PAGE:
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St. Lucy's Eye Surgery Center

Community Eye Center and St. Lucy’s Eye Surgery Center are both committed to excellence in the medical and surgical treatment of retina, macula and vitreous diseases. Our board certified Ophthalmologist, Dr. Sunil M. Malkani is an independent Retinal Surgeon that offers state of the art treatment options to our patients in our facility for a variety of eye problems, including:

  • Age-Related Macular Degeneration (ARMD)
  • Retinal Detachments and Tears
  • Macular HolesDr. Malkani
  • Macular Edema
  • Diabetic Retinopathy
  • Epiretinal Membrane (Wrinkled Retina)
  • Choroidal Nevus (Freckle)
  • Vitreous Hemorrhages
  • Artery/Vein Occlusion
  • Central Serous Retinopathy
  • Vitreomacular Traction

Addressing serious problems with compassionate care, Community Eye Center Retina strives to apply our state-of-the-art medical and surgical skills with a thoughtful, human touch.

Macular Degeneration

Macular Degeneration if the leading cause of severe vision loss in people over the age of 60. It occurs when the small central portion of the retina, known as the macula, deteriorates. The retina is the light- sensing nerve tissue at the back of the eye. Because the disease develops as a person ages, it is often referred to as age-related macular degeneration. Although macular degeneration is almost never a totally blinding condition, it can be a source of significant visual disability.

There are two main types of age-related macular degeneration: Wet and Dry.

The dry for occurs when the light- sensitive cells in the macula gradually break down, resulting in distortion of sharp, central vision. When this form becomes advanced, it can result in the wet form of the disease. Blood vessels in the eye begin to leak blood and fluid. Loss of vision can happen very quickly.

Symptoms can include wavy or distorted vision, “blindspots” in vision… dark, blurry areas in the center of vision and diminished or changed color perception. Any of these changes warrant a prompt visit to you physician.

When AMD is diagnosed and treated in its early and intermediate stages, vision loss can often be slowed and the risk of its progression to the wet form reduced. While there are numerous medications and treatments available, treatment has to be aimed at the patients specific manifestation of the disease. Seven different forms of the disease exist and no one treatment is effective for every patient.

Years ago, AMD often resulted in legal blindness. However, new treatments have produced much better outcomes. Healthy choices can also help the prevention of developing this disease.

Diabetic Retinopathy

More than 24 million people – eight percent of the population – have diabetes. Diabetes is a form of vascular disease. Elevated levels of blood sugar over a long period of time can result in damage to the eyes blood vessels and retina, impairing vision. If left untreated, the eye’s macula can be damaged.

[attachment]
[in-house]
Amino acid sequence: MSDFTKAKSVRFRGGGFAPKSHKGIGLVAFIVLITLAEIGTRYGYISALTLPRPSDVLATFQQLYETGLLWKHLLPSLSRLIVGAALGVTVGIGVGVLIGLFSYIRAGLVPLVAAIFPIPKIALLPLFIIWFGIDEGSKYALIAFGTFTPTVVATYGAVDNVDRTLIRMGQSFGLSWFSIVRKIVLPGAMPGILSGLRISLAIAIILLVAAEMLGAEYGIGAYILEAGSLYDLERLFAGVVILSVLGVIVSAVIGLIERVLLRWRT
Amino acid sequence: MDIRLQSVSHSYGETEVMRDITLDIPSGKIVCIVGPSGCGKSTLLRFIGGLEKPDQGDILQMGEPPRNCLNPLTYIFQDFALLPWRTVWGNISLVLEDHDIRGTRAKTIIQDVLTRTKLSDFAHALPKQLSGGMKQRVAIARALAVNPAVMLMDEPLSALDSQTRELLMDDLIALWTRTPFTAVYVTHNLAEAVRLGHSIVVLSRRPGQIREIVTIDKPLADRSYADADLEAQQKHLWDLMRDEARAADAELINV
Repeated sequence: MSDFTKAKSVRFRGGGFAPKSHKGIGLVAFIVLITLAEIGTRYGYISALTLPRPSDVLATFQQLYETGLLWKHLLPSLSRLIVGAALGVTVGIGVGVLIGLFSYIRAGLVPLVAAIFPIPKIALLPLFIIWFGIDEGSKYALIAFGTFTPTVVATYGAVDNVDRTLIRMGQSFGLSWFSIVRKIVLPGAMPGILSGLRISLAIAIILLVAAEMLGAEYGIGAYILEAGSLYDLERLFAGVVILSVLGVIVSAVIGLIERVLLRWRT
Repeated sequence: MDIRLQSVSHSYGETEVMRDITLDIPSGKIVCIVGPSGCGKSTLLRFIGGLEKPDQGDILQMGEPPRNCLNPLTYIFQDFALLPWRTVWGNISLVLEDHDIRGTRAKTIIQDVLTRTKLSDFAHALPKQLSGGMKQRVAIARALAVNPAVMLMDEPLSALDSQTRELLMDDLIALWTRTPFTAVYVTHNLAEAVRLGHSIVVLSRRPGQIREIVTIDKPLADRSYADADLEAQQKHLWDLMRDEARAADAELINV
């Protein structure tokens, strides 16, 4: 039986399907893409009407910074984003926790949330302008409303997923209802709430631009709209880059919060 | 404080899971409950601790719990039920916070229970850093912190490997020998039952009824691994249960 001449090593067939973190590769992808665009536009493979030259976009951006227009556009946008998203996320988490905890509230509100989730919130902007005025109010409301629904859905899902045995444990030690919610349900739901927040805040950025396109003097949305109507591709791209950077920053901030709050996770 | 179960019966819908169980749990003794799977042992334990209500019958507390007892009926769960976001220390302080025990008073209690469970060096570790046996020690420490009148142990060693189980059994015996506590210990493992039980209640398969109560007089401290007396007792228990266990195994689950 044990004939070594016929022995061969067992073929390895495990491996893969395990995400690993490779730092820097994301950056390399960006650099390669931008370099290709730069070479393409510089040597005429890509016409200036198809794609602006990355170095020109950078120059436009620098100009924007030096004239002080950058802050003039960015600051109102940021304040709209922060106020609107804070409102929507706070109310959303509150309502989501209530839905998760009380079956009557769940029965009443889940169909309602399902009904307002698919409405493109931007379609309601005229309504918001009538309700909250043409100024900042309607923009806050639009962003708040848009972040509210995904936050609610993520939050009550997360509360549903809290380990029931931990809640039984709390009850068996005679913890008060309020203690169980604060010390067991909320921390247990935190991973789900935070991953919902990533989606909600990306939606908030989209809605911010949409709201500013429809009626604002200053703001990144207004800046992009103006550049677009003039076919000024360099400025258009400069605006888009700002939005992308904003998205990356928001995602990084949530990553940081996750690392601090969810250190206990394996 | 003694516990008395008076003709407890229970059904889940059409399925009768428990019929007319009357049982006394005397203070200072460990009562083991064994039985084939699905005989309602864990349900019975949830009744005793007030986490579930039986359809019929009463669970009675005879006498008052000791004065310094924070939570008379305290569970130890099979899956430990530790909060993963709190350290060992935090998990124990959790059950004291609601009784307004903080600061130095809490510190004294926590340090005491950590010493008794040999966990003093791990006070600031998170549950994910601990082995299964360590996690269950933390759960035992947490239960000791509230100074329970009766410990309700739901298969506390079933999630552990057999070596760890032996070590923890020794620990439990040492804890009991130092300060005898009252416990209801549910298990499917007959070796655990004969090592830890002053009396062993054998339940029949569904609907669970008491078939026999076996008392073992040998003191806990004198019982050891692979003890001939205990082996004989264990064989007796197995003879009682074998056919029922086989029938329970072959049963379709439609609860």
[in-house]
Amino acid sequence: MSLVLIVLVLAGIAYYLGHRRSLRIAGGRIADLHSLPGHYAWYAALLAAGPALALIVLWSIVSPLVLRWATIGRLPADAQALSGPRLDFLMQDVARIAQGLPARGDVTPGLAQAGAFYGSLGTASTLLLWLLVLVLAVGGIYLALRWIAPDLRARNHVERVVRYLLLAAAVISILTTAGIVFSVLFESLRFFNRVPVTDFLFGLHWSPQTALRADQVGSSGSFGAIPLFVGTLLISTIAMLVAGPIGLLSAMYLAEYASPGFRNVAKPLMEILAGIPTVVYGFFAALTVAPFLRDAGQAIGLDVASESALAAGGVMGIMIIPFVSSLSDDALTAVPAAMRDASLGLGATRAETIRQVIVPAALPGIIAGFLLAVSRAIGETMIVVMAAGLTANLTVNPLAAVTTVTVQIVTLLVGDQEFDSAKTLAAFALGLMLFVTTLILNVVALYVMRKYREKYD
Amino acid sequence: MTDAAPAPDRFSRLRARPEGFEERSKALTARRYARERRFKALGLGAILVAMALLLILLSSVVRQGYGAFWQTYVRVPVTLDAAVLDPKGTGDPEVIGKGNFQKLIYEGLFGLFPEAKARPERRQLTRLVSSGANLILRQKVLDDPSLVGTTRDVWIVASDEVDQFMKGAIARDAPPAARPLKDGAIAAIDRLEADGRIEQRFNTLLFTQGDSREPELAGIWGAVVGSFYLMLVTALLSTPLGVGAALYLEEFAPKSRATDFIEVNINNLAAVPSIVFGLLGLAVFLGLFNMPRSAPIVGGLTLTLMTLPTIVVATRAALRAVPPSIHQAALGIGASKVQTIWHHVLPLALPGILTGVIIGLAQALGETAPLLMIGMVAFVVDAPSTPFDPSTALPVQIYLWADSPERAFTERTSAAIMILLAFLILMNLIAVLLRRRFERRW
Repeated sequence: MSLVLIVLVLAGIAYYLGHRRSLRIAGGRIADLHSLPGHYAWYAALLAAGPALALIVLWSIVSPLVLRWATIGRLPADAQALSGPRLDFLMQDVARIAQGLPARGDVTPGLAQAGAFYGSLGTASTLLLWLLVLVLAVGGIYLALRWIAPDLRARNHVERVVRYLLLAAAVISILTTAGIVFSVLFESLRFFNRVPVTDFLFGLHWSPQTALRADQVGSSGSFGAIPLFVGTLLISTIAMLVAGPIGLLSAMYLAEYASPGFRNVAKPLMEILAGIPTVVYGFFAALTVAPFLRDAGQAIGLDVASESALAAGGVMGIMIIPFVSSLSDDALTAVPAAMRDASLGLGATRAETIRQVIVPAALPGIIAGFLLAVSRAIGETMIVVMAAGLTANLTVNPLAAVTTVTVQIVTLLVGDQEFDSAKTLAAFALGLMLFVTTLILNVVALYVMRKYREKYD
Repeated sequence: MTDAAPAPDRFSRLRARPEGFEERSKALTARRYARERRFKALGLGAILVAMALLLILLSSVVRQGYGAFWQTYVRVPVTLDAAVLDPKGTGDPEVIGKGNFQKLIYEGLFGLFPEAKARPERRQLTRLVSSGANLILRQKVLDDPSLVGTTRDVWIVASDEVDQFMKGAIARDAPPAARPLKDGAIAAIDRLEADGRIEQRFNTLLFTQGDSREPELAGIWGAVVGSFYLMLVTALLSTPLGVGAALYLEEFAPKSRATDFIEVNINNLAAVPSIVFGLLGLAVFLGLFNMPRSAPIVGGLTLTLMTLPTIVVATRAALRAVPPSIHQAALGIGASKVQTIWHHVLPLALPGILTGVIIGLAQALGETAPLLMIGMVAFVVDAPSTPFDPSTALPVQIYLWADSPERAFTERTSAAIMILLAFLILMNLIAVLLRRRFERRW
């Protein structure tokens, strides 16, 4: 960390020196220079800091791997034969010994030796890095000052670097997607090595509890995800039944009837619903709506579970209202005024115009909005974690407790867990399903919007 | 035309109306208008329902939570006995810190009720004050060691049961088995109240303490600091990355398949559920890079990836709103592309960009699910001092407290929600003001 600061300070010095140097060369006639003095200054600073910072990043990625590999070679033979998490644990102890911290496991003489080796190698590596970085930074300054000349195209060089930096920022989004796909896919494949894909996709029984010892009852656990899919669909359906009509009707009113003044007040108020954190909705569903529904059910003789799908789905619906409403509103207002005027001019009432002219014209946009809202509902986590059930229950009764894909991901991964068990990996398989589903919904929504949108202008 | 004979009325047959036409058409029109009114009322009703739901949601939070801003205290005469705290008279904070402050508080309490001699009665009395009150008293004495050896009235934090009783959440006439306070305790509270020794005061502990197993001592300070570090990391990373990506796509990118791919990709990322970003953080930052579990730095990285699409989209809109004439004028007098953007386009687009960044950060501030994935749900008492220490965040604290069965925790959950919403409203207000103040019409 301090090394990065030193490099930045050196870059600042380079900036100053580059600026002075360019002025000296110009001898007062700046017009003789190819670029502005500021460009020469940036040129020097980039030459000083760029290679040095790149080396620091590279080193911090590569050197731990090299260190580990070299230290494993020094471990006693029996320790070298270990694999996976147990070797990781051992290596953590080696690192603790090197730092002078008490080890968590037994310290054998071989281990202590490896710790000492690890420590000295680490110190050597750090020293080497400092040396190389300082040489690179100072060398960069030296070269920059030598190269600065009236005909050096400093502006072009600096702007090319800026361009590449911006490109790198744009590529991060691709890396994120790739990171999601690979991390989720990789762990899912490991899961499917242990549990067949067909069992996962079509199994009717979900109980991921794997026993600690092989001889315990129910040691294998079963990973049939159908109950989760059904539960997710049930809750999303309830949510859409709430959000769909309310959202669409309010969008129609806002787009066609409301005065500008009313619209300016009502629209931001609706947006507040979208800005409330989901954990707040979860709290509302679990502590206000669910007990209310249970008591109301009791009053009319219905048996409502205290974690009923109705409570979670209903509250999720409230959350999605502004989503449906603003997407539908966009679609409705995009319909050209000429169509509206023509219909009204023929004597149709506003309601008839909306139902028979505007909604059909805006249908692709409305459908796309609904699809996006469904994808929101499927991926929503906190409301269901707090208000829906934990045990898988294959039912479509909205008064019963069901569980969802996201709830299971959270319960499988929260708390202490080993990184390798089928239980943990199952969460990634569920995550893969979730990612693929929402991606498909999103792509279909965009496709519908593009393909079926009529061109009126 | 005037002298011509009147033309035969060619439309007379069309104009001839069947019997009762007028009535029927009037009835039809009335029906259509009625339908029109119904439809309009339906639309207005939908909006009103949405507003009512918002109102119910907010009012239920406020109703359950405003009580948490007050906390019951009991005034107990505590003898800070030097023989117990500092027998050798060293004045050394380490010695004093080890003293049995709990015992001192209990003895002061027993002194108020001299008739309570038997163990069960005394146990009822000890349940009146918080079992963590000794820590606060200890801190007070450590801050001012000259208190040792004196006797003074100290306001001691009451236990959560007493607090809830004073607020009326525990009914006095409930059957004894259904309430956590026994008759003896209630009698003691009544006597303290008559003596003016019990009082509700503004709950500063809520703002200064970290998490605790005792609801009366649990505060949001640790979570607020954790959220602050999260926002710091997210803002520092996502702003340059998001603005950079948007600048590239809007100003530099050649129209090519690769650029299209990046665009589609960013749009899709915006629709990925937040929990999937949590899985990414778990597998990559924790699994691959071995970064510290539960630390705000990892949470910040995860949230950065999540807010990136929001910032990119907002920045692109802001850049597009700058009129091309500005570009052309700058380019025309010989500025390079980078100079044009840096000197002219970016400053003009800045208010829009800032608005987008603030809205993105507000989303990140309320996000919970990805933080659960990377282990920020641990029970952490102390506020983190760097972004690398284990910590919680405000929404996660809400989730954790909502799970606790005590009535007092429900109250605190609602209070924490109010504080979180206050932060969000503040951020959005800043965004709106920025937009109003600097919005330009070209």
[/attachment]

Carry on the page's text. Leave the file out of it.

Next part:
Diabetic retinopathy can lead to poor vision and even blindness. Most of the time, it gets worse over many years. At first, the blood vessels in the eye get weak. This can lead to blood and other liquid leaking into the retina from the blood vessels. This is call nonproliferative retinopathy. And this is the most common retinopathy. If the fluid leaks into the center of the eye, you may have blurry vision. Most people with nonproliferative retinopathy have no systems.

If blood sugar levels stay high, diabetic retinopathy will keep getting worse. New blood vessels grow on the retina. This may sound good, but these new blood vessels are weak. They can break open very easily, even while sleeping. If they break open, blood can leak into the middle part of the eye in front of the retina and change the vision. This bleeding can also cause scar tissue to form. Sometimes people don’t have symptoms until it is too late to treat them. This is why having eye exams regularly is so important.

When problems are detected early, a simple laser procedure can seal up leaky blood vessels in the eye.

Flashes and Floaters

Vision changes can indicate a serious problem with the tissue that lines the back of the eyeball (retina) optic nerve or blood vessels in the eye. Evaluation by a one of our doctors is needed for sudden vision changes, such as:

Flashes of light (photopsia). Photopsia is brief but recurrent streaks, sparks, or flickers of light, particularly when you move your eyes or head. The flashes of light may be easier to see when you look toward a dark background. The brief flashes may occur with retinal detachment.

Floaters, which are shadows or dark objects that float across your visual field. Sudden development of floaters may be a sign of a retinal tear.

A dark curtain or veil across part of your visual field…may occur with retinal detachment.

Partial or complete vision loss in one or both eyes could all occur with retinal detachment.